Abstract

We describe a new hyper-heuristic method NELLI-GP for solving job-shop scheduling problems (JSSP) that evolves an ensemble of heuristics. The ensemble adopts a divide-and-conquer approach in which each heuristic solves a unique subset of the instance set considered. NELLI-GP extends an existing ensemble method called NELLI by introducing a novel heuristic generator that evolves heuristics composed of linear sequences of dispatching rules: each rule is represented using a tree structure and is itself evolved. Following a training period, the ensemble is shown to outperform both existing dispatching rules and a standard genetic programming algorithm on a large set of new test instances. In addition, it obtains superior results on a set of 210 benchmark problems from the literature when compared to two state-of-the-art hyper-heuristic approaches. Further analysis of the relationship between heuristics in the evolved ensemble and the instances each solves provides new insights into features that might describe similar instances.

1  Introduction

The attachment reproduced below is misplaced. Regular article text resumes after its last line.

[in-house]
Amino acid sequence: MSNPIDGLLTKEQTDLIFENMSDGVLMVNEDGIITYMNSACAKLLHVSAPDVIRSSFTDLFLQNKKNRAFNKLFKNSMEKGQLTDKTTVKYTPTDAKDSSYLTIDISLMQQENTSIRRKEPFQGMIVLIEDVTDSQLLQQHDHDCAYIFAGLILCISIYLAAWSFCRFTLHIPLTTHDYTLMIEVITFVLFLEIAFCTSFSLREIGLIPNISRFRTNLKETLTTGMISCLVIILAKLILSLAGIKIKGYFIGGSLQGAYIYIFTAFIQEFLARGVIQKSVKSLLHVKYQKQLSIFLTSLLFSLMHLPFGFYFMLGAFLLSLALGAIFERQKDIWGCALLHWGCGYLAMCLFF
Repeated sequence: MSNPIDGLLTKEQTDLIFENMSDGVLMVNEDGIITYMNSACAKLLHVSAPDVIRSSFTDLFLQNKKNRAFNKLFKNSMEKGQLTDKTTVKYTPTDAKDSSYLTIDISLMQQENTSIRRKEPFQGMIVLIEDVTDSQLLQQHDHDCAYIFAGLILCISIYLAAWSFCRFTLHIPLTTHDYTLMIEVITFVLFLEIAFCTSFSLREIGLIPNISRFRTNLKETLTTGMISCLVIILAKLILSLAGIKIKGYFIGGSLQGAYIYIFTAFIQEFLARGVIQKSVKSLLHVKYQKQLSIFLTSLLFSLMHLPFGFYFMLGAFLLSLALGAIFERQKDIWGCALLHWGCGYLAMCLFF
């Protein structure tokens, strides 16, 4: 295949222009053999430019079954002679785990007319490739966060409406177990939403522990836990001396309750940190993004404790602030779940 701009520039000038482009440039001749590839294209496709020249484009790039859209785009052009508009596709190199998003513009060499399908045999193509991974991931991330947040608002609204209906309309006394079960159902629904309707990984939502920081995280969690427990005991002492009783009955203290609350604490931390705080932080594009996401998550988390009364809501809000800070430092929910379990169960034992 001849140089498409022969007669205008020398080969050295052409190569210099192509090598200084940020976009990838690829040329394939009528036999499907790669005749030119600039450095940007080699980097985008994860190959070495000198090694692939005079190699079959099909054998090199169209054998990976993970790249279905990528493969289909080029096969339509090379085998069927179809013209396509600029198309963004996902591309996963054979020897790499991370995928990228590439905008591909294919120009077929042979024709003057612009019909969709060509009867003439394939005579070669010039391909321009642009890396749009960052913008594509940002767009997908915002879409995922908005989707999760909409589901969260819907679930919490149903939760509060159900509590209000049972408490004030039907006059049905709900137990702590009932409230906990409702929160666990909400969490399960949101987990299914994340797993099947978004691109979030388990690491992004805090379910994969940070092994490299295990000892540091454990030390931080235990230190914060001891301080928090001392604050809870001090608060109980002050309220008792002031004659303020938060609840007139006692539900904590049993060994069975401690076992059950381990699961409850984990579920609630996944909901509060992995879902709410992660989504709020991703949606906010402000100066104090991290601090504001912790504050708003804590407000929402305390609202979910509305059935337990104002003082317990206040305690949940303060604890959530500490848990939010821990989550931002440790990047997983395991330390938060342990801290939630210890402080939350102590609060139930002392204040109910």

The Job Shop Scheduling Problem (JSSP) is one of the most researched combinatorial problems studied by practitioners over recent decades, due to its relevance in many industrial applications. The simplest form is known as the static JSSP: a number of operations that need to be scheduled across multiple machines, with all operations available at the start. Dispatching rules that derive a priority index for each operation to be scheduled provide a quick and simple method for creating a schedule (Baker, 1984), and hence for practical reasons are commonly used in real-world applications. Many dispatching rules are described in the literature, designed by hand by human experts, although according to Geiger et al. (2006), often through considerable effort. In an effort to automate this, hyper-heuristic methods have been used to create novel, reusable dispatching rules. A comprehensive recent survey is provided by Branke et al. (2015) who summarize the state of the art, noting that the most common approach has been to use variable-length grammar-based methods (e.g., genetic programming) to generate new dispatching rules. While this has achieved much success, they highlight a number of open questions and challenges, the first of which is the need to deal with complex scenarios by evolving ensembles of heuristics, rather than a single rule.